Animation Wiki

Welcome to the Animation Wiki

Want to contribute to this wiki? Don't hesitate to sign up for an account today! And please read the wiki's rules and policies too.

If you have an account, please log in.


Animation Wiki

PBS Kids is the brand for most of the children's programming aired by the Public Broadcasting Service (PBS) in the United States. Some public television children's programs are not produced by PBS member stations or transmitted by PBS which is produced by independent public television distributors such as American Public Television are not labeled as "PBS Kids" programming, and it is mainly a programming block branding.

PBS Kids is also the name of a separate network which has had two iterations in the age of digital television; one which existed between 1999 and 2005, and the current version which was launched in January 2017. The network is also available in sub-Saharan Africa.


PTV block[]

The framework for PBS Kids was established as part of PBS's "Ready to Learn" initiative, a project intended to facilitate access of early childhood educational programming to underprivileged children.[1] On July 11, 1994, PBS repackaged their existing children's educational programming as a new block called "PTV".[2][3] In addition to scheduled educational programming, PTV also incorporated interstitial content such as "The P-Pals", which featured animated characters shaped like PBS logos delivering educational content from their fictional world, "PTV Park". These interstitial shorts were aimed at younger children.[2] Older children were targeted with live action and music video interstitials.[2]

Several of the interstitial shorts, along with some of the station identification sequences that were shown during the block, continued to be used by some PBS member stations after PTV aired for the last time on September 5, 1999.

PBS Kids[]

On September 6, 1999, PBS launched the PBS Kids brand in several areas including its daytime Ready to Learn Service, PBS Online web pages for kids, and a home video label. Children's programming on the PBS network was then given unified branding. Along with the block of programming on PBS, PBS Kids lent its name to a separate television network, which launched on the same date[4] and was targeted to children from 4 to 7 years old.[citation needed] The PBS Kids Channel ran for six years.[5]

On September 30, 2000, the Bookworm Bunch programming block was introduced as PBS Kids' Saturday morning block.[6] PBS Kids Go!, a programming block targeting older children, was launched in October 2004.[7]

The network was shut down on September 26, 2005, in favor of a new commercial cable and satellite joint venture channel, PBS Kids Sprout, which was developed in partnership with Sesame Workshop, HIT Entertainment and Comcast[8] (who later bought full control of the network via NBCUniversal).[9]

Block and local channels[]

PBS gave licensees an option to sign on Sprout promoters while indicating that they should retain PBS Kids programming block during the day time. Half of stations programmed their own children's channel.[8] PBS offered a replacement early school-aged kids network based on the block PBS Kids Go! by April 2006 to be launched in October 2006,[7] but was cancelled before launch.[8]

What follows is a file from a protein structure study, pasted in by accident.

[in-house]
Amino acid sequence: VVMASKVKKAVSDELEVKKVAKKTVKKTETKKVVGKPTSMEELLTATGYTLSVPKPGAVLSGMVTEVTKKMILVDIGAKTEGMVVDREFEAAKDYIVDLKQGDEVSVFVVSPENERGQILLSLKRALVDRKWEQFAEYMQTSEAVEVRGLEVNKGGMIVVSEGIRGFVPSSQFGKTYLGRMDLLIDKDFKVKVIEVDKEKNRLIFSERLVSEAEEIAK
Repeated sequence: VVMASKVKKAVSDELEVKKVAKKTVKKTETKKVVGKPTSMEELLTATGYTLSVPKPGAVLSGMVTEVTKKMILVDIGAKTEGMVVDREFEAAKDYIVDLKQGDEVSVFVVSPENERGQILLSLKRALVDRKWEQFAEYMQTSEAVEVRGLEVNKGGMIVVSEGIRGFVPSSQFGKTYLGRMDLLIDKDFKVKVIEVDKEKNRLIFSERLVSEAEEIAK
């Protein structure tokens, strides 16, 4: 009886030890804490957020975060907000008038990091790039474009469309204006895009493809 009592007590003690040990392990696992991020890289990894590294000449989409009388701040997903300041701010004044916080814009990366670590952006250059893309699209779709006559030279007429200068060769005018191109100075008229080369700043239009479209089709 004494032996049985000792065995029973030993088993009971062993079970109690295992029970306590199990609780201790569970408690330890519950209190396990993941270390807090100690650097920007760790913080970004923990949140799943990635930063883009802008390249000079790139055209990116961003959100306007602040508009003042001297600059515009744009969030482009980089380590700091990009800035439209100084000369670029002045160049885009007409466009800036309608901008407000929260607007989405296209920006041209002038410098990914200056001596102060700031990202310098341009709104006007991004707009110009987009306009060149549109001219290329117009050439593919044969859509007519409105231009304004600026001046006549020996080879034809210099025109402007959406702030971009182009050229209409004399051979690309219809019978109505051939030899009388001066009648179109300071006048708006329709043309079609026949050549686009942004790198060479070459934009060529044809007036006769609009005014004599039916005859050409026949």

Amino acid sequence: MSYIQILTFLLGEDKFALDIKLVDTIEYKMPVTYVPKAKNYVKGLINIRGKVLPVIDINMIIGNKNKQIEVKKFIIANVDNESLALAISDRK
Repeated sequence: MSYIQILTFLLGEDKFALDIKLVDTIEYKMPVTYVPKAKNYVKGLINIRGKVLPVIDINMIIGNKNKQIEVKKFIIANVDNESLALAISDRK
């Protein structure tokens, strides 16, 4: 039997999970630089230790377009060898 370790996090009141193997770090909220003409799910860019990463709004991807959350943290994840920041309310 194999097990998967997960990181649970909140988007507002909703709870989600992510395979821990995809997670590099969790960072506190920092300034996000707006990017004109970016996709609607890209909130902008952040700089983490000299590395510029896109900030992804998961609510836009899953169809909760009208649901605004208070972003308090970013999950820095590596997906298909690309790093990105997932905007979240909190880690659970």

On May 8, 2013, PBS Kids programming was added to the Roku streaming player.[10] As of October 7, 2013, to coincide with the debut of Peg + Cat, PBS Kids received another graphic redesign and the PBS Kids Go! block and branding dissolved. On July 1, 2016, all the PBS Kids shows, streaming from Netflix and Hulu moved to Amazon Prime.

PBS Kids network was relaunched on January 16, 2017 with a live stream of the channel on the PBS Kids website and video app; no changes were made to the main PBS Kids block. The block is counter programmed from the network, thus the same show would not be shown at the same time on the network and block. PBS Distribution partnered with MultiChoice Africa to launch PBS Kids on May 22, 2019 on DStv and GOtv platforms across Sub-Saharan Africa.

Critical reception[]

PBS Kids has received generally positive reviews from television critics and parents of young children. L.A. Story (a division of Blogspot) wrote, "Great for any little explorer!" Rob Owen of Pittsburgh Post-Gazette wrote, "Best children's entertainment available." Valerie Williams of Scary Mommy wrote, "A wonderful gift."


PBS Kids is an American digital broadcast and online television network operated by the Public Broadcasting Service. The network features a broad mix of live action and animated children's programs distributed to PBS by independent companies and select member stations, which are designed for improving the early literacy, math, and social-emotional skills of young children ages 2 to 11.[20] Some PBS member stations, such as KLCS in Los Angeles maintain their own locally programmed PBS Kids feed, that is independent from the nationally sourced feed.

Network history[]

On September 6, 1999, PBS launched the PBS Kids Channel in several markets, in conjunction with the introduction of the PBS Kids brand to provide a unified branding for the service's children's programming offerings. The channel was launched on 33 PBS member stations: 19 of which offered PBS Kids Channel as a cable-only service, 9 which carried the channel on their digital broadcast signals in standard-definition, and 3 which carried simulcasts of the channel on their analog signals. Of the initial 27 affiliates, 16 of them planned to begin carrying PBS Kids Channel during the fall of 1999, with 11 additional stations choosing to debut it that winter.[4]

FCC requirements mandated satellite providers to set aside 4% of their available channel space for noncommercial educational and informational programming. With these providers limited to offering one such service per programmer, PBS had put forth PBS Kids as a prospective channel to fulfill this mandate.[21]